Covid-19 has shown that charities, particularly those supporting the most vulnerable, have never been more relevant. Zillah Bingley, chief executive of Rainbow Trust, set the scene by referencing Charmaine Griffiths, chief executive of the British Heart Foundation, who said: “A crisis crystallises what’s really important to you.”
Covid-19 forced charities to pivot and prioritise what was important to both their beneficiaries and supporters in the moment, but has also made them re-evaluate what’s important to them as an organisation. For many, ensuring they could ‘keep the lights on’ meant having to prioritise fundraising and be innovative due to pandemic restrictions. How has Covid-19 changed the fundraising landscape, and are these changes here to stay?
The rule book went out of the window
SJ Cameron, fundraising director at Scotservs Ambulance, shared how demand for its services quadrupled overnight, yet its funding disappeared overnight, too, as events were cancelled. The medical transport charity had to become innovative and throw the rule book out of the window to raise money to continue its vital work, in a time when it had never been more needed.
“Covid-19 challenged us in ways we never thought possible. As a sole fundraiser, I normally have wonderful volunteers to help me raise money and most of our fundraising income comes from the community and the people we help. With lockdown, we had to remove community fundraising and events as an option to support us and instead we had to put all of our efforts in grant funding. For the first time in my career, I had to pick up the phone to funders to get support.”
Strengthening the principles of good fundraising practice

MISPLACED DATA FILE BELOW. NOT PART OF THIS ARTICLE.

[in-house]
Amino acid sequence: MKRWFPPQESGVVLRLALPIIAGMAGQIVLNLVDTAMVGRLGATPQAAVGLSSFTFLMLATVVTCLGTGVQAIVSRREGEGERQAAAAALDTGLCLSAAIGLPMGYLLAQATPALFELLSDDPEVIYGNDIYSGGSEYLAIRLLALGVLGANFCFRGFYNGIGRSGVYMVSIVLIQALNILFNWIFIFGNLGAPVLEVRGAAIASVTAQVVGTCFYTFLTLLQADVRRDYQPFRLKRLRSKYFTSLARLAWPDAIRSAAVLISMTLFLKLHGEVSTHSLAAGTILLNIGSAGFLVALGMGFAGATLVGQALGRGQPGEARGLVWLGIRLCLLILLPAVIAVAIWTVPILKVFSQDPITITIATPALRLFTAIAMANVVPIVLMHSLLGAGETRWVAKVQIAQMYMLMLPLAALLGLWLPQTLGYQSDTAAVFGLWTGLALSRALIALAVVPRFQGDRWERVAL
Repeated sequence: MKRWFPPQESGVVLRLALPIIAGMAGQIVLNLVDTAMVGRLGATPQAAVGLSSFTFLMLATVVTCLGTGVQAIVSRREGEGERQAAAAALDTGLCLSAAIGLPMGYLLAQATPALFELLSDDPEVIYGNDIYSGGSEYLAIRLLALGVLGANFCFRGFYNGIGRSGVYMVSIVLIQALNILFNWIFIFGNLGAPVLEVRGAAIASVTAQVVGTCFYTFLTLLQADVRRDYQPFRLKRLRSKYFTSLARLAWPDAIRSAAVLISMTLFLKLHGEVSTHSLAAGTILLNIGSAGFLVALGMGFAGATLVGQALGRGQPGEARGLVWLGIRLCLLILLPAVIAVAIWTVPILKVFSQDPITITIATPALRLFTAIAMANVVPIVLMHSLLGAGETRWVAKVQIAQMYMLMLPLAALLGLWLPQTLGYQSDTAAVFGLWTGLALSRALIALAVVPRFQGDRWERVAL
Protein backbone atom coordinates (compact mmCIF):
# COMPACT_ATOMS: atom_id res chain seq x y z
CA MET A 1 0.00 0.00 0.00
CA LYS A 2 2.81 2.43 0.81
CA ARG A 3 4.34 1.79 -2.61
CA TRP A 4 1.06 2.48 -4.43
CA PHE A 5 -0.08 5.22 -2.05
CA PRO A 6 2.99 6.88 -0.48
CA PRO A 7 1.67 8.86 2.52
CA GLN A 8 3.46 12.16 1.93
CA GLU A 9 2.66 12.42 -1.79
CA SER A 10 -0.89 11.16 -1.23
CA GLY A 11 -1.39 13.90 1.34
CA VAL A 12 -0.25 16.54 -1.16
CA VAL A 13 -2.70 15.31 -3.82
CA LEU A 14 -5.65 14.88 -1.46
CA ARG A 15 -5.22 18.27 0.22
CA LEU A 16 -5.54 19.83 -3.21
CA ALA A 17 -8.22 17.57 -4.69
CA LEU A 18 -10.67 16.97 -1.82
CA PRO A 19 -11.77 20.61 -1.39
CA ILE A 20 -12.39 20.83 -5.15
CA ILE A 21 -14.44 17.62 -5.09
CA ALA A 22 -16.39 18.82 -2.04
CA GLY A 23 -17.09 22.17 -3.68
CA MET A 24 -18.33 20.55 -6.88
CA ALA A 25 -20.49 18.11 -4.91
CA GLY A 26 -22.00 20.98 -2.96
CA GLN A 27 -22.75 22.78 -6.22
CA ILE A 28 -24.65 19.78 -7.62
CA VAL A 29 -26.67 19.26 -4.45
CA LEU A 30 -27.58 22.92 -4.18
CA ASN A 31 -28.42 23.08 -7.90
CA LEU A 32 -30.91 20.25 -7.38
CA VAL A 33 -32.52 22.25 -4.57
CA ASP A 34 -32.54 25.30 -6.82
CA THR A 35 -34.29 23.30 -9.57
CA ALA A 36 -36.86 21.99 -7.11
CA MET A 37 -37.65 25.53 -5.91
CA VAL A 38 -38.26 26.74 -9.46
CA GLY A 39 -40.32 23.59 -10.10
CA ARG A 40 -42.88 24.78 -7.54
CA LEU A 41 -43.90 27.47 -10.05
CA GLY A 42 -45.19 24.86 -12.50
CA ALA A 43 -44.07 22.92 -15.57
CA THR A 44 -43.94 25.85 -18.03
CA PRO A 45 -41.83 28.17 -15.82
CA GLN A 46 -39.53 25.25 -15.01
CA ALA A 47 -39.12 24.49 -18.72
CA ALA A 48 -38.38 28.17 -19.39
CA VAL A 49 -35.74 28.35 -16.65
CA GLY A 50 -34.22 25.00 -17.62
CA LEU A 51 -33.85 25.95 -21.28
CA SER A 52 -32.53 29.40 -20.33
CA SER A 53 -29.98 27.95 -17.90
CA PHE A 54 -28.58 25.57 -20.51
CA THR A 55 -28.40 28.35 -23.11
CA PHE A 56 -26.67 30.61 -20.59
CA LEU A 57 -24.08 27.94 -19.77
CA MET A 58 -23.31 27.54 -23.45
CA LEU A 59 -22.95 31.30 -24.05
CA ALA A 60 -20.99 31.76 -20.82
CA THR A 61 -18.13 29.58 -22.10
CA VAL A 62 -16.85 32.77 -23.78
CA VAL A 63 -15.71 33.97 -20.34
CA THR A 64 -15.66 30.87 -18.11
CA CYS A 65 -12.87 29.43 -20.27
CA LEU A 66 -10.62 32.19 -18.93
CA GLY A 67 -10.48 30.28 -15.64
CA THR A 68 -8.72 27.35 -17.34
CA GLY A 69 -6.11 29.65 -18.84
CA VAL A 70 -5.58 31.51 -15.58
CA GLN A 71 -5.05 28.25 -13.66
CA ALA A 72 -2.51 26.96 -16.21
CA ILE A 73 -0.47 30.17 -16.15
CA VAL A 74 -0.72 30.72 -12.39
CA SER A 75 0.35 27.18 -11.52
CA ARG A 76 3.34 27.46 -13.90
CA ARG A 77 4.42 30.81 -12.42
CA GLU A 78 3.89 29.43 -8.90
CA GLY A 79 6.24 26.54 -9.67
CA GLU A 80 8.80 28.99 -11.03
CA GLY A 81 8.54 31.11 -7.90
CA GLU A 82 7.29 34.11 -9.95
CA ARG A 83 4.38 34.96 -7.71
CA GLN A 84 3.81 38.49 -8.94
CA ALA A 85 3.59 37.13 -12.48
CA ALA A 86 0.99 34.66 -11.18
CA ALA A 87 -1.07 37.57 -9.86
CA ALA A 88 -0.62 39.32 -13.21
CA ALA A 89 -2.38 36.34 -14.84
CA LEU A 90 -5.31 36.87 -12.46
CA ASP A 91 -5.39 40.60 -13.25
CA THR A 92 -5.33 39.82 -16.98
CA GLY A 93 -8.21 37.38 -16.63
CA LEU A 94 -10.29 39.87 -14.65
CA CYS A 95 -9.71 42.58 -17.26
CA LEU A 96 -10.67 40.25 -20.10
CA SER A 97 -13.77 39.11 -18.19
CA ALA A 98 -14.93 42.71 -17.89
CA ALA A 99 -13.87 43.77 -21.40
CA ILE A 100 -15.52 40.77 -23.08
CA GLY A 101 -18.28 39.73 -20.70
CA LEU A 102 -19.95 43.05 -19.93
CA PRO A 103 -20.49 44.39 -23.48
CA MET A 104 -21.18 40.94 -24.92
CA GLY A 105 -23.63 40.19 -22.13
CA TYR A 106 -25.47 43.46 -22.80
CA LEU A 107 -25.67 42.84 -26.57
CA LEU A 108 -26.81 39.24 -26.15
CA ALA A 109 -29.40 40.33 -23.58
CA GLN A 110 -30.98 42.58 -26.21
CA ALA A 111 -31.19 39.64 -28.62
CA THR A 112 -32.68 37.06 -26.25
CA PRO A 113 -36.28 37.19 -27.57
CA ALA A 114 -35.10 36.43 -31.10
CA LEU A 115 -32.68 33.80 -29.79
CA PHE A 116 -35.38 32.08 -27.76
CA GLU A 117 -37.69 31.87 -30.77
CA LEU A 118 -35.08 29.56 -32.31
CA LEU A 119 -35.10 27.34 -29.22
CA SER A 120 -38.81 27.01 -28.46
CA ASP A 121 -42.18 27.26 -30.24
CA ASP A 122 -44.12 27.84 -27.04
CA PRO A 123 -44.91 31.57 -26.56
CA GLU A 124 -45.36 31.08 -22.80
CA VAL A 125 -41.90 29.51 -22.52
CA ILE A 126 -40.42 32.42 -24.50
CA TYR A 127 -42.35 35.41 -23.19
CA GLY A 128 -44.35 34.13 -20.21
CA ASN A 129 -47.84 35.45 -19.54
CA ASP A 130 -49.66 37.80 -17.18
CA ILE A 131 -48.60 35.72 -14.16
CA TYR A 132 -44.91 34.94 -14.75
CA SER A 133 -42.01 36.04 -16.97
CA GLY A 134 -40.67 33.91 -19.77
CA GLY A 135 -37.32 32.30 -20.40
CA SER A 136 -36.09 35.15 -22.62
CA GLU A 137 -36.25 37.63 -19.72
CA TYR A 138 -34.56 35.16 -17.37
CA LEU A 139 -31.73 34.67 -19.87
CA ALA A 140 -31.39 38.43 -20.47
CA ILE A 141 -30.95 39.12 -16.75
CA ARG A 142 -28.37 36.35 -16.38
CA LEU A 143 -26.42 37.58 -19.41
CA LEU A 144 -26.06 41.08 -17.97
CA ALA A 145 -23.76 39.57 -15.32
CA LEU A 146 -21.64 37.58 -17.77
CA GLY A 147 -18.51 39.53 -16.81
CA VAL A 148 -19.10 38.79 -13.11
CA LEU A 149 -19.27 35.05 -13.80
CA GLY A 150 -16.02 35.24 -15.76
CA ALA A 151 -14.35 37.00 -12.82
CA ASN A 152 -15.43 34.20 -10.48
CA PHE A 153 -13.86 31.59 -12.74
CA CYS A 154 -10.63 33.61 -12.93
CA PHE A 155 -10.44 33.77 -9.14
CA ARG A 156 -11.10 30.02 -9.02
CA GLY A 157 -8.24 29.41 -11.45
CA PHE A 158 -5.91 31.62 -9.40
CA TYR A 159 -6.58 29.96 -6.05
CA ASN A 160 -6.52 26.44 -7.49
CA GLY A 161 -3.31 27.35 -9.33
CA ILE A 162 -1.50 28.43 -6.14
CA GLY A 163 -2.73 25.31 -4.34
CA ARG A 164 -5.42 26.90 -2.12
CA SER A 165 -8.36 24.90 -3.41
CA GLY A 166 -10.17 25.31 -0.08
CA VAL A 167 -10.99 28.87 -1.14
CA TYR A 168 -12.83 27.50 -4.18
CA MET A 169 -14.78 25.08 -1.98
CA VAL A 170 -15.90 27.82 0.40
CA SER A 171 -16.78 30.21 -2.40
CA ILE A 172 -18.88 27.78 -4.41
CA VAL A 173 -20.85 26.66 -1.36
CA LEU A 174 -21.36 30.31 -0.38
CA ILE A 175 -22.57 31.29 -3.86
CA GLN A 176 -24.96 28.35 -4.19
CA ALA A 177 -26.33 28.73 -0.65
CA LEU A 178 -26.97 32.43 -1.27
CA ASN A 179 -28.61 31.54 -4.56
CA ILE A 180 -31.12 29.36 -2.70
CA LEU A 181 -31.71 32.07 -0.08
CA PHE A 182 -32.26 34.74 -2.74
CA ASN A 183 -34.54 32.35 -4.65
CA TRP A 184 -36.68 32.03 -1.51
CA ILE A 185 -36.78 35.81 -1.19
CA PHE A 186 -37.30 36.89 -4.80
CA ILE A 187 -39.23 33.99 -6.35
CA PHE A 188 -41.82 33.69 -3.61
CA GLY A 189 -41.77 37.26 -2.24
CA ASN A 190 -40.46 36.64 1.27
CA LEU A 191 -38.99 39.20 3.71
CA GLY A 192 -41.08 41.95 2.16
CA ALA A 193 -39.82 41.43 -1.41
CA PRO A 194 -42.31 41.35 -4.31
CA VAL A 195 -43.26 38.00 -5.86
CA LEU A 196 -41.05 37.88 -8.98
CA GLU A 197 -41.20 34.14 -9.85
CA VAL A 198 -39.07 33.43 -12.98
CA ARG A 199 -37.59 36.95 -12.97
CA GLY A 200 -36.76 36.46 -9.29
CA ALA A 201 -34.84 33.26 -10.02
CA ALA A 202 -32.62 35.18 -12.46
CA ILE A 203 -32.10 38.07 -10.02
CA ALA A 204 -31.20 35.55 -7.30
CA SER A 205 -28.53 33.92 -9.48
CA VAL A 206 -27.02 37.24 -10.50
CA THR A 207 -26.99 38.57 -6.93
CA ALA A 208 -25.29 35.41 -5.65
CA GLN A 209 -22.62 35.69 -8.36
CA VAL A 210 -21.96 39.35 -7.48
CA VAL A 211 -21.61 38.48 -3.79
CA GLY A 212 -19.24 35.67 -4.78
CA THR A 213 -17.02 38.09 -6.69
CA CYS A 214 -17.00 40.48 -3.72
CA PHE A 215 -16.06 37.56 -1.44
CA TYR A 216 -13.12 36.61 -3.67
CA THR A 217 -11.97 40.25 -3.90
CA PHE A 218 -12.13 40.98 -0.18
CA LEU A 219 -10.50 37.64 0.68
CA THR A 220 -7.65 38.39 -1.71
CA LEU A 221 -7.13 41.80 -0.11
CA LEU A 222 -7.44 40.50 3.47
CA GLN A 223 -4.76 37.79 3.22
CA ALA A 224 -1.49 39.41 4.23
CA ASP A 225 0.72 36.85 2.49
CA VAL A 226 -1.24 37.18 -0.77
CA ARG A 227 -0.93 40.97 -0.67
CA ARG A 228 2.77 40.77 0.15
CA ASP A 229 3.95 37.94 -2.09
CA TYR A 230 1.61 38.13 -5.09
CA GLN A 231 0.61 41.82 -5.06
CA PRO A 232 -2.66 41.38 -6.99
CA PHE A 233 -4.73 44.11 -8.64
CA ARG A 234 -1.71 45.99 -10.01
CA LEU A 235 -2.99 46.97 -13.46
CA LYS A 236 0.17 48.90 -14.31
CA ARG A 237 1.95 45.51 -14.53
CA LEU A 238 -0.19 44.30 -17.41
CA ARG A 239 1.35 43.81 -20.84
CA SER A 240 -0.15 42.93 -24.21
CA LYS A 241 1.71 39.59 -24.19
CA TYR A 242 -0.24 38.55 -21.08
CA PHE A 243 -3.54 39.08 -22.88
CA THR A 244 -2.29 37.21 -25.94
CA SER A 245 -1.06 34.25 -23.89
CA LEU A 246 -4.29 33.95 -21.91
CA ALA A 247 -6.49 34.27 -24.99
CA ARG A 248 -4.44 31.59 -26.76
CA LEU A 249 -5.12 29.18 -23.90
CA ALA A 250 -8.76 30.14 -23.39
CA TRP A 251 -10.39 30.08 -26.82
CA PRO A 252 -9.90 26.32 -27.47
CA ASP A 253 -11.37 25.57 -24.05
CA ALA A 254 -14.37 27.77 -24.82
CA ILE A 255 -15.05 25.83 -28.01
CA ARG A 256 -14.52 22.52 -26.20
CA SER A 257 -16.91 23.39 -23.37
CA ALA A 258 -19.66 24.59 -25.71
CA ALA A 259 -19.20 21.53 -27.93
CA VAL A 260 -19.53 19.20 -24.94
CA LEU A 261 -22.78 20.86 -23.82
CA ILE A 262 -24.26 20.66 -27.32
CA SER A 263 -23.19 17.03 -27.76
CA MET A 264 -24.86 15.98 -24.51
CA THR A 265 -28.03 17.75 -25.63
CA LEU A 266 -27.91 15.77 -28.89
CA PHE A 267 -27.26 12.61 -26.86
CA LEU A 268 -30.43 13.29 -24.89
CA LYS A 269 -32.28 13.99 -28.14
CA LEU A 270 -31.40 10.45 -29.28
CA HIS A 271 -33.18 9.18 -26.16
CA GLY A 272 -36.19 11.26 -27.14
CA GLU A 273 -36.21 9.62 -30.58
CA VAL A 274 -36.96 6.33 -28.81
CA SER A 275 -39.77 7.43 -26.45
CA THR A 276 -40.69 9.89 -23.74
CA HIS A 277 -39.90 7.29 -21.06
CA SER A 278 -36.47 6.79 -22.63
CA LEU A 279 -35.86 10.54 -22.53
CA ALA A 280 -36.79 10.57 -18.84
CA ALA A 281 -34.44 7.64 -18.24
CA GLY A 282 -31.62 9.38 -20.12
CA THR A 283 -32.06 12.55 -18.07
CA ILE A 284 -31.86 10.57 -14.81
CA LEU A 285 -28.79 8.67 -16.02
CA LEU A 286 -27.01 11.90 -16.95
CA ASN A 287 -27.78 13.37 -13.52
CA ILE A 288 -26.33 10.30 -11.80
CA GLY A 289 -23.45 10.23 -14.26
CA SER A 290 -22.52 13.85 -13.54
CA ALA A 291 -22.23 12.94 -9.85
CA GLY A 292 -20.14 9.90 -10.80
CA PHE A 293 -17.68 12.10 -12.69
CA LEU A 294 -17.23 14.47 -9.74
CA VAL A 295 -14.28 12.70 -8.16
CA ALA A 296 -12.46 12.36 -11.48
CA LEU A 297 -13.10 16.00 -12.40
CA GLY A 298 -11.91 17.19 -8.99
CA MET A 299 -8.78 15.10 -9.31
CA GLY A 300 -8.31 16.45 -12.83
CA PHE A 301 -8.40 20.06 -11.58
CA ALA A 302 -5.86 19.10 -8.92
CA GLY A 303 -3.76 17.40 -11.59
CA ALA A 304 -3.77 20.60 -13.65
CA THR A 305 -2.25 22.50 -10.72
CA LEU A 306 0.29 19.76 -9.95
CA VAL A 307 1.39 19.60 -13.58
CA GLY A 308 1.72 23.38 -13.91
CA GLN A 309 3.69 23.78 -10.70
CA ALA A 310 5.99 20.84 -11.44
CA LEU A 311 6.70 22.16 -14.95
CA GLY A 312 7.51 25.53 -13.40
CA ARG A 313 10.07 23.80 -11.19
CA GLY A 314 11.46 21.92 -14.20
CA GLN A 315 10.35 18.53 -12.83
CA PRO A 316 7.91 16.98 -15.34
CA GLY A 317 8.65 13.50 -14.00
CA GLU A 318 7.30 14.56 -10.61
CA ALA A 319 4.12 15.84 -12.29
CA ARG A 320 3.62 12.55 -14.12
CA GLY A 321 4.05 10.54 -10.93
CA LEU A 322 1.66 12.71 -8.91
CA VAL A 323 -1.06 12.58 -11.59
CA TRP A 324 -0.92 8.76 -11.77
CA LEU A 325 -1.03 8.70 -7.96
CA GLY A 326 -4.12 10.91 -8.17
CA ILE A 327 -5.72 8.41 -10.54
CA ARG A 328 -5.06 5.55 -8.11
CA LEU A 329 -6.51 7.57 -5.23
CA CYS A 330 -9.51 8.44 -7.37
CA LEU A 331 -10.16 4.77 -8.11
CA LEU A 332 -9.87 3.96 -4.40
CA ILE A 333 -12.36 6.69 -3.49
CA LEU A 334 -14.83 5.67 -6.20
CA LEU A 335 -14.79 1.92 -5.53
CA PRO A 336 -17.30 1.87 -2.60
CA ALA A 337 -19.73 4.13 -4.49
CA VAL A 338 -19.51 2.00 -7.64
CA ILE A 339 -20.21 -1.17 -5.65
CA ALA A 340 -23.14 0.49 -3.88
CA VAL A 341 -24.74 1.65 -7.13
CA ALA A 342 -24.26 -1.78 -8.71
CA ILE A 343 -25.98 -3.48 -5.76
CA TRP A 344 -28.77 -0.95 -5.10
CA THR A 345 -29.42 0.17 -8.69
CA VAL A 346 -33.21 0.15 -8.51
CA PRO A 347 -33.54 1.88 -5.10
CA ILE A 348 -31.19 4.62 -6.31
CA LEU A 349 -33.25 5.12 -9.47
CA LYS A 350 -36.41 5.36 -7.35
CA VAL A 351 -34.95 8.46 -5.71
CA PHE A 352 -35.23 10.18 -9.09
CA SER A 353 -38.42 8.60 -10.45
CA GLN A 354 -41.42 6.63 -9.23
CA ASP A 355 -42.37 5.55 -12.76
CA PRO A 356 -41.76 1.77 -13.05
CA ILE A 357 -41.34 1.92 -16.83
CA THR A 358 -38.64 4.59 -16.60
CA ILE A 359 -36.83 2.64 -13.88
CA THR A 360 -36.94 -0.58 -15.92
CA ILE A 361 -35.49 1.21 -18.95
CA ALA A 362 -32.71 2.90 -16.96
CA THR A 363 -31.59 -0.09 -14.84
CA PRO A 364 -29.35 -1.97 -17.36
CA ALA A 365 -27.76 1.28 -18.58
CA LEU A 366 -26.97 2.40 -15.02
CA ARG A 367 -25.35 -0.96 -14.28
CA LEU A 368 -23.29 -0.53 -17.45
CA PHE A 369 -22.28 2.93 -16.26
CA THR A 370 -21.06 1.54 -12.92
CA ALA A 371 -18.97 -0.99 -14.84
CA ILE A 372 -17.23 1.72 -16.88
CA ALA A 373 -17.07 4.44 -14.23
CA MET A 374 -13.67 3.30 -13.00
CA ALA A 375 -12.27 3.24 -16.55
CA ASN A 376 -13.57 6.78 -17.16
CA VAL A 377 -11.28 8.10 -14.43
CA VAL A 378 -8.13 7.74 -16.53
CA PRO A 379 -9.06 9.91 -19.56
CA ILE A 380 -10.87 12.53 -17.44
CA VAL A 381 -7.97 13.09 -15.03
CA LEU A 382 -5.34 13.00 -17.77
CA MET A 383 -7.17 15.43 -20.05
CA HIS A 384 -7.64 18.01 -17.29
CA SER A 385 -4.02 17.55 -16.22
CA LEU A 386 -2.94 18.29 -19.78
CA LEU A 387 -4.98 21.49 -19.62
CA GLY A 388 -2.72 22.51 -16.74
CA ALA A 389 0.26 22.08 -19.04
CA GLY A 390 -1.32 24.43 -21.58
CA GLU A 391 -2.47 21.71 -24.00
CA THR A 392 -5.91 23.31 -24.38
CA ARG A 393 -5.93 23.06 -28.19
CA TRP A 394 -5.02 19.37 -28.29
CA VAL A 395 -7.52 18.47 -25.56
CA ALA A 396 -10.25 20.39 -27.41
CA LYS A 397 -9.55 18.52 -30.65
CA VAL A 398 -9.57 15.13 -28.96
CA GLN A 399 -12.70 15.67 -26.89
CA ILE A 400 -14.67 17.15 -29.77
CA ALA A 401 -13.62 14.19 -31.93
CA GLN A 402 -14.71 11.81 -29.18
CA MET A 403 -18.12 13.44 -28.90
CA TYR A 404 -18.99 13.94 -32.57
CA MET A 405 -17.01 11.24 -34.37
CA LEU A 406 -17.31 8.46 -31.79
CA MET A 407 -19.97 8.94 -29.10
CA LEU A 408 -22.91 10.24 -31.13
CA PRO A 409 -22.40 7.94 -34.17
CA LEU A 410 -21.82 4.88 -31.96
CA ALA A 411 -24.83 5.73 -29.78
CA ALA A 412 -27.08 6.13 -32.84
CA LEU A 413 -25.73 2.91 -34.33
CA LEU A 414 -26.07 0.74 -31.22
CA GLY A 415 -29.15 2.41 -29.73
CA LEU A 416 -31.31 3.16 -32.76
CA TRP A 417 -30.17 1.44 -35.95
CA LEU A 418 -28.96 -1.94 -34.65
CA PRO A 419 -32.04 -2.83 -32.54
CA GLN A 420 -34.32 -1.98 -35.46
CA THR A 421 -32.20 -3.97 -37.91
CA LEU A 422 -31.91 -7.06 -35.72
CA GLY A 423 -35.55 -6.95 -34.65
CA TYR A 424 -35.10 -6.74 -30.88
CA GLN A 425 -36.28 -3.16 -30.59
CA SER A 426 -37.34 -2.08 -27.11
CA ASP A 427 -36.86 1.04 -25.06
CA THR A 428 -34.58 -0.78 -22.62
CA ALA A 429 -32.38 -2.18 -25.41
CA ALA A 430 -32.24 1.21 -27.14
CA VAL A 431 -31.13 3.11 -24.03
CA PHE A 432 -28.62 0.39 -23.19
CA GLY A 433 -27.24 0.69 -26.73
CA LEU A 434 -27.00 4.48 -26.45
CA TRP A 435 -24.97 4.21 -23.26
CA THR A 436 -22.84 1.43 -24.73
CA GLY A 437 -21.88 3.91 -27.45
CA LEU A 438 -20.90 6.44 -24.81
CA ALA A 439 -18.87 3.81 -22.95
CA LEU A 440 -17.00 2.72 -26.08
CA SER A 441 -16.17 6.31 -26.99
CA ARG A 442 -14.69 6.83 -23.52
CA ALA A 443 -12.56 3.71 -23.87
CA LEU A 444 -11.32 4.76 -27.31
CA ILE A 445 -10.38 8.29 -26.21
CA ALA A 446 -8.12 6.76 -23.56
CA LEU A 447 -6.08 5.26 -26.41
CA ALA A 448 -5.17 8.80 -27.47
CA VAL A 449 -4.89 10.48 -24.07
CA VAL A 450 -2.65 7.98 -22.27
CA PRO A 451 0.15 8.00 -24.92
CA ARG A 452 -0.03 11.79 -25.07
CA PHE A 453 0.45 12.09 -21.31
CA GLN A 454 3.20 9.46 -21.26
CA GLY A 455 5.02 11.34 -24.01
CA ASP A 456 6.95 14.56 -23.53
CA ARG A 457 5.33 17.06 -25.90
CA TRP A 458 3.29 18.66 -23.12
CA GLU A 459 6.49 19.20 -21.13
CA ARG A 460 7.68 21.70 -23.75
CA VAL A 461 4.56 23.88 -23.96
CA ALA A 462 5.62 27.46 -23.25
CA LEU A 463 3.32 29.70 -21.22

Not surprisingly, the Fundraising Regulator recorded an increase in enquiries and searches on its website about the digital fundraising landscape, particularly in relation to rules on running lotteries, prize competitions or raffles.
Charlotte Urwin, head of policy at the Fundraising Regulator, said that while Covid-19 has been an unprecedented challenge for the sector, the principles of good fundraising practice, such as being legal, honest, open and respectful, still apply when it comes to fundraising online.
“These principles become even more important when the situation is changing and the need to engage with donors is changing, too. The structures and processes that have been put in place by fundraisers over the past year to ensure that they’re compliant with Covid-19 guidance, guidance from the Fundraising Regulator and the Chartered Institute of Fundraising are all good things to keep on doing. Strengthening and supporting these processes are exactly what we need to be doing as they will be valuable to the sector in the future.”
Social became the main comms channel
The British Red Cross needed to quickly communicate to supporters and the public about how it was helping people during lockdown and the pandemic and this fell to the media team, which incorporates social media. As well as providing information and guidance on how to stay safe, it also had to manage all the requests from people wanting to help by volunteering in their communities. It was a fine balance between communicating the need for support while ensuring people stayed safe and followed the rules.